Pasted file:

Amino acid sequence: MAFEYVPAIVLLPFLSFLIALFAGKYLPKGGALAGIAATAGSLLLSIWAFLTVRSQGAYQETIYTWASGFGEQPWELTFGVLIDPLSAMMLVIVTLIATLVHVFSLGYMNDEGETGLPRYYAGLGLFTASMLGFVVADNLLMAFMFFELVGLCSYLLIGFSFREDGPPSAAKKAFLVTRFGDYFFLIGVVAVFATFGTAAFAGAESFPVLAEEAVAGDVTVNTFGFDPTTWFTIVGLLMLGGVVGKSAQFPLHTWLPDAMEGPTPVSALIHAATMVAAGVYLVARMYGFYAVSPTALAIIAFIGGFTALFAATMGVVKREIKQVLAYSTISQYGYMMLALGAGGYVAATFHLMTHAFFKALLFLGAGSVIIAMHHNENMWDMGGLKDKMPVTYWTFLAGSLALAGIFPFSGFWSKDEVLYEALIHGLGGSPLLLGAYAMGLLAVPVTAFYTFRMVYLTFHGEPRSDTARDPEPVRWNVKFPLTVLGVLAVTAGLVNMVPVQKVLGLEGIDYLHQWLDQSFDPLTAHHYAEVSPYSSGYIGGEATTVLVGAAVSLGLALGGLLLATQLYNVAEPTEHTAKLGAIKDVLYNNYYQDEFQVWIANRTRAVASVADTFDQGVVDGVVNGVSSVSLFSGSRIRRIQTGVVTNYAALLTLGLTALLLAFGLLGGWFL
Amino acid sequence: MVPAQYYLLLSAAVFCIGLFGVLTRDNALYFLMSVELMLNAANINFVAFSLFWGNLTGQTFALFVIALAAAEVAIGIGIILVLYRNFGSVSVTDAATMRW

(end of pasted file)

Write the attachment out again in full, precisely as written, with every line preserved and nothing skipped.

Amino acid sequence: MAFEYVPAIVLLPFLSFLIALFAGKYLPKGGALAGIAATAGSLLLSIWAFLTVRSQGAYQETIYTWASGFGEQPWELTFGVLIDPLSAMMLVIVTLIATLVHVFSLGYMNDEGETGLPRYYAGLGLFTASMLGFVVADNLLMAFMFFELVGLCSYLLIGFSFREDGPPSAAKKAFLVTRFGDYFFLIGVVAVFATFGTAAFAGAESFPVLAEEAVAGDVTVNTFGFDPTTWFTIVGLLMLGGVVGKSAQFPLHTWLPDAMEGPTPVSALIHAATMVAAGVYLVARMYGFYAVSPTALAIIAFIGGFTALFAATMGVVKREIKQVLAYSTISQYGYMMLALGAGGYVAATFHLMTHAFFKALLFLGAGSVIIAMHHNENMWDMGGLKDKMPVTYWTFLAGSLALAGIFPFSGFWSKDEVLYEALIHGLGGSPLLLGAYAMGLLAVPVTAFYTFRMVYLTFHGEPRSDTARDPEPVRWNVKFPLTVLGVLAVTAGLVNMVPVQKVLGLEGIDYLHQWLDQSFDPLTAHHYAEVSPYSSGYIGGEATTVLVGAAVSLGLALGGLLLATQLYNVAEPTEHTAKLGAIKDVLYNNYYQDEFQVWIANRTRAVASVADTFDQGVVDGVVNGVSSVSLFSGSRIRRIQTGVVTNYAALLTLGLTALLLAFGLLGGWFL
Amino acid sequence: MVPAQYYLLLSAAVFCIGLFGVLTRDNALYFLMSVELMLNAANINFVAFSLFWGNLTGQTFALFVIALAAAEVAIGIGIILVLYRNFGSVSVTDAATMRW